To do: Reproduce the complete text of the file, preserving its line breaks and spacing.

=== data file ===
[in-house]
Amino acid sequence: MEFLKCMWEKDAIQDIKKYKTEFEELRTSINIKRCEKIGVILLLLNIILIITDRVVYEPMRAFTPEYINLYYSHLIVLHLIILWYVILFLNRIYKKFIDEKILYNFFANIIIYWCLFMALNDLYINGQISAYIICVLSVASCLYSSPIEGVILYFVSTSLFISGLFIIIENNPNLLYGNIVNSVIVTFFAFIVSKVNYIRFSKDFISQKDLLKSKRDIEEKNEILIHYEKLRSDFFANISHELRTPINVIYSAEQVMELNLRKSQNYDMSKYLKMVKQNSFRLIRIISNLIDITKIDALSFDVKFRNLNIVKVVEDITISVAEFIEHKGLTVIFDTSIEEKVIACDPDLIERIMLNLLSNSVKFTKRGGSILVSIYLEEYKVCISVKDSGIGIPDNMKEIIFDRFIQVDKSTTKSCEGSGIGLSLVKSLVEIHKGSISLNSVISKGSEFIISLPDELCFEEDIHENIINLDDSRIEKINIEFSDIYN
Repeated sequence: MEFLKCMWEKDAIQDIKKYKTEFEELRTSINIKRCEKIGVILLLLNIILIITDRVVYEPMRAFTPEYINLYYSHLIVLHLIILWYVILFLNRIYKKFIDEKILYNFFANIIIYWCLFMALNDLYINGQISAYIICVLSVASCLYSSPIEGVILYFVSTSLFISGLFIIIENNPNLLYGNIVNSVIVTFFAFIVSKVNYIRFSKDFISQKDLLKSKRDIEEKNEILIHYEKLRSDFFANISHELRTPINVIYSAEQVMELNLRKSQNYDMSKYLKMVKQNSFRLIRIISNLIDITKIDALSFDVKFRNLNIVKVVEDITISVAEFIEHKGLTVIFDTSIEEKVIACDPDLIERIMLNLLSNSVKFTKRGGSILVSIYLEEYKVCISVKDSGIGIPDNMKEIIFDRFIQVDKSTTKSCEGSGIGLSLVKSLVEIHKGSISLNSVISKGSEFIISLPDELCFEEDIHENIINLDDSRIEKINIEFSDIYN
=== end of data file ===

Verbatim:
[in-house]
Amino acid sequence: MEFLKCMWEKDAIQDIKKYKTEFEELRTSINIKRCEKIGVILLLLNIILIITDRVVYEPMRAFTPEYINLYYSHLIVLHLIILWYVILFLNRIYKKFIDEKILYNFFANIIIYWCLFMALNDLYINGQISAYIICVLSVASCLYSSPIEGVILYFVSTSLFISGLFIIIENNPNLLYGNIVNSVIVTFFAFIVSKVNYIRFSKDFISQKDLLKSKRDIEEKNEILIHYEKLRSDFFANISHELRTPINVIYSAEQVMELNLRKSQNYDMSKYLKMVKQNSFRLIRIISNLIDITKIDALSFDVKFRNLNIVKVVEDITISVAEFIEHKGLTVIFDTSIEEKVIACDPDLIERIMLNLLSNSVKFTKRGGSILVSIYLEEYKVCISVKDSGIGIPDNMKEIIFDRFIQVDKSTTKSCEGSGIGLSLVKSLVEIHKGSISLNSVISKGSEFIISLPDELCFEEDIHENIINLDDSRIEKINIEFSDIYN
Repeated sequence: MEFLKCMWEKDAIQDIKKYKTEFEELRTSINIKRCEKIGVILLLLNIILIITDRVVYEPMRAFTPEYINLYYSHLIVLHLIILWYVILFLNRIYKKFIDEKILYNFFANIIIYWCLFMALNDLYINGQISAYIICVLSVASCLYSSPIEGVILYFVSTSLFISGLFIIIENNPNLLYGNIVNSVIVTFFAFIVSKVNYIRFSKDFISQKDLLKSKRDIEEKNEILIHYEKLRSDFFANISHELRTPINVIYSAEQVMELNLRKSQNYDMSKYLKMVKQNSFRLIRIISNLIDITKIDALSFDVKFRNLNIVKVVEDITISVAEFIEHKGLTVIFDTSIEEKVIACDPDLIERIMLNLLSNSVKFTKRGGSILVSIYLEEYKVCISVKDSGIGIPDNMKEIIFDRFIQVDKSTTKSCEGSGIGLSLVKSLVEIHKGSISLNSVISKGSEFIISLPDELCFEEDIHENIINLDDSRIEKINIEFSDIYN